A year ago, author Brenna Aubrey made the decision to turn down a traditional publishing contract for three books in order to go indie. At the time, she blogged about her decision, her reasoning behind it and, if I remember correctly, her concerns. I remember reading her blog entry back then and wondering how she’d fared after taking a step a lot of us might find difficult. Now, one year later, Aubrey is back with an update about what’s happened in the interim. There is a lot of information in her post and, because of that, I’m going to take several posts to discuss it.
First off, let me start by applauding Aubrey not only on her decision but on following up and letting her readers know what’s been going on. Most of all, I applaud the fact that she has given us a look at the offer she’d been given and that is what I’m going to discuss today. The offer may differ in the monetary amount offered from other contracts but the basic gist of it is the same and it is something every author who thinks about going traditional needs to be aware of.
You can find Aubrey’s latest post on her decision here.
As noted above, the offer from the traditional publisher was for three books. From Aubrey’s post, here’s what they offered her:
At first glance, this doesn’t look too bad. Of course, since this is a screen capture of an email (iirc), we don’t have all the contract language. So we have to take that into account as we go over all this.
The first thing that struck me concerns the royalty amounts. If you look at them, you only see “net” applied to e-book sales. However, when you scroll down, you see that the bonus Aubrey could receive if she agreed to the terms was based on net sales as well. So, my guess is that if we’d seen the contract language, all royalties are based on net and not gross. What that means is that the publisher gets to recover its “costs” before reporting out royalties.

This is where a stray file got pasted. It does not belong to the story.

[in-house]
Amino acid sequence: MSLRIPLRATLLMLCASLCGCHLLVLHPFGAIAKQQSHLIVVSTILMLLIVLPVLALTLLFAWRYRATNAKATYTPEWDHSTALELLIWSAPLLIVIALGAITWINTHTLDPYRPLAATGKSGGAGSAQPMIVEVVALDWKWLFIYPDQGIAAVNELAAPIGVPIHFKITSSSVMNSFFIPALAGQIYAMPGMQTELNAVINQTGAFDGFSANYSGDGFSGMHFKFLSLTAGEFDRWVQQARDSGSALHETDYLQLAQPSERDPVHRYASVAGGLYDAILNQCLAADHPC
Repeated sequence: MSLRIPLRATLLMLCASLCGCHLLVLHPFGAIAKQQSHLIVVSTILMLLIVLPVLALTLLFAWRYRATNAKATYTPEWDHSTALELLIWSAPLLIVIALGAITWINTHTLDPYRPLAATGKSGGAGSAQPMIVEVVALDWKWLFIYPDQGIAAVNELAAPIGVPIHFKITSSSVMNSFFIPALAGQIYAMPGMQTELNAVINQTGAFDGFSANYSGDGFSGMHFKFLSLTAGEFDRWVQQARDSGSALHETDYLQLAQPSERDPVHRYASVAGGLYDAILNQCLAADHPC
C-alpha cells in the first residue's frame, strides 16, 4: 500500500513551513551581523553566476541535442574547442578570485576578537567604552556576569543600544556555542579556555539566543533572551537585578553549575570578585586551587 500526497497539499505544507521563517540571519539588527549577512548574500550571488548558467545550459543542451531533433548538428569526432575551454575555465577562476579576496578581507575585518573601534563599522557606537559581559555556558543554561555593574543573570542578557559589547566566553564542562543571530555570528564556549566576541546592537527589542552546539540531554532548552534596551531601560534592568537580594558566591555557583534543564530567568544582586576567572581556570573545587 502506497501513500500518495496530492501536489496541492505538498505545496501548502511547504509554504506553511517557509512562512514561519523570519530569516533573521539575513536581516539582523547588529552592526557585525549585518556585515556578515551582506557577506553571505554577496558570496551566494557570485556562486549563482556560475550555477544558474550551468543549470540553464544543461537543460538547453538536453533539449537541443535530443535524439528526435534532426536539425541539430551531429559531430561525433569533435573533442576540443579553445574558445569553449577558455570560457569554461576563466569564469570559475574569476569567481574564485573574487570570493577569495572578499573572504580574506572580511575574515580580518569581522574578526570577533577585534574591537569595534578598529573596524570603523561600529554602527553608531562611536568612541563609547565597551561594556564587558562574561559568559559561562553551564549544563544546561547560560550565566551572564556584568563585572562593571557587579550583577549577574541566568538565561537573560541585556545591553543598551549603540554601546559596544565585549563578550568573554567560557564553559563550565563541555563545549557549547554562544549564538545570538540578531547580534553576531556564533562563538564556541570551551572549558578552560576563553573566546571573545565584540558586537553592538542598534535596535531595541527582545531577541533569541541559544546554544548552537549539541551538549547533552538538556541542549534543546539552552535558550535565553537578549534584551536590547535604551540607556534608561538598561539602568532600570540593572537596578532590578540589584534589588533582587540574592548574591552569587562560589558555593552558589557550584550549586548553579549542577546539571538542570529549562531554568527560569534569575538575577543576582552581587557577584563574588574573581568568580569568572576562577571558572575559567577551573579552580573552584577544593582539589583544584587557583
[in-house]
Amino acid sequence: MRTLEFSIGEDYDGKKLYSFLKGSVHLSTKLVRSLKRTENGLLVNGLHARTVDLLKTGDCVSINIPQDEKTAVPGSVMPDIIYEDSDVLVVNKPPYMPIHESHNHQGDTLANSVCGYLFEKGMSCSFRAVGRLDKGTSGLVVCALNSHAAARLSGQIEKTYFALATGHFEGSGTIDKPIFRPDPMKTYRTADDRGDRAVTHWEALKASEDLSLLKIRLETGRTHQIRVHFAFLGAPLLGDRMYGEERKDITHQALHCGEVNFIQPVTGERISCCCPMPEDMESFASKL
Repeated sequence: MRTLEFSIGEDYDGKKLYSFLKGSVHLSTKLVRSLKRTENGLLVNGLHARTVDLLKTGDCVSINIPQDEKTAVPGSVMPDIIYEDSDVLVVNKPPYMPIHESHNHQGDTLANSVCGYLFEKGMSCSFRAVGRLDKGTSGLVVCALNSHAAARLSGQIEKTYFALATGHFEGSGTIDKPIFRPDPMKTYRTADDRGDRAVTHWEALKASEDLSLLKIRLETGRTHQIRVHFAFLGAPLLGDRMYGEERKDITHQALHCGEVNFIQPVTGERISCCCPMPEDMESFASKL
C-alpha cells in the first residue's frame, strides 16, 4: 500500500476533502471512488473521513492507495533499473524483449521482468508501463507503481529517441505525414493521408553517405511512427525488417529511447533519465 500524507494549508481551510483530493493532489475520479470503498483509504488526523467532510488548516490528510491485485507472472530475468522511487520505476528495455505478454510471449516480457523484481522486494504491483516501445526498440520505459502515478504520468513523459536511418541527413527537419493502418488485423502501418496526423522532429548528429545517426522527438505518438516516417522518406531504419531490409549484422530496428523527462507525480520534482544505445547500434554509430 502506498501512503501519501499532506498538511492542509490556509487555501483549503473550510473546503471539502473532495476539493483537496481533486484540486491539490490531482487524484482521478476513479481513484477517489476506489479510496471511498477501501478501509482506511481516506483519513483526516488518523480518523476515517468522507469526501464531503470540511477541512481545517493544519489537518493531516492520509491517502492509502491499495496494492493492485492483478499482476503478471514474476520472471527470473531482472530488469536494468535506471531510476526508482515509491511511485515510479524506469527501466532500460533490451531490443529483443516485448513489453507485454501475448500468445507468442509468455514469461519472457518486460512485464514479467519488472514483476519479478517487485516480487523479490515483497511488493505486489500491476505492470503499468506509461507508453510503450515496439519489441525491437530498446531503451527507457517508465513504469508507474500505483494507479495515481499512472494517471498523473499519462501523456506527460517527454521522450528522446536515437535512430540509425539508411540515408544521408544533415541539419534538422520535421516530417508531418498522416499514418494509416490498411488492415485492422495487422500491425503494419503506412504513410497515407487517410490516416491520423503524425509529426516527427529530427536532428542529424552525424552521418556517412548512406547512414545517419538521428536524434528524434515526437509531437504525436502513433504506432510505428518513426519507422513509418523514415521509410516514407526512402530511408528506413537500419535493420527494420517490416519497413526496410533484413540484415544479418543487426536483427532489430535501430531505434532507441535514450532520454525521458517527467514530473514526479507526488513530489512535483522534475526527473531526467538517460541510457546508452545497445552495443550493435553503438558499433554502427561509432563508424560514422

Then, since the royalties are bumped based on number of units sold, that means the author will once more be at the mercy of Bookscan to determine if she reached the required sales threshold or not. It also means that she would have sold more books than required to reach that threshold since Bookscan doesn’t record or report every sale but uses some sort of arcane handwavium to extrapolate sales based on what is done in their member bookstores, etc.
The second thing I noted is that there is no incentive attached to e-book sales. That is the only medium where no bonus is offered. Add to that the fact that, for bonus purposes, the author had to sell two e-books for it to count as one “unit”. That is the only medium where that is the requirement. Every other “edition” is a one for one accounting. If that isn’t an indication of how publishers, or at least this particular publisher, still view e-books as an anathema to publishing, I’m not sure what is.
The money offered upfront is attractive. I know I would have had a hard time turning it down. But, if I had the following Aubrey does, I very well might have, especially looking at the numbers being offered and weighing them against what I could, hopefully, anticipate getting if I were to release the books on my own.
I applaud Aubrey for her decision and for being so public with the results of that decision. I’ll talk more later about the rest of her post. In the meantime, if more authors took the step Aubrey did, perhaps traditional publishers would start realizing that there is a viable alternative to authors out there, one where we can make much more money, and certainly make it more quickly, than their antiquated royalty system.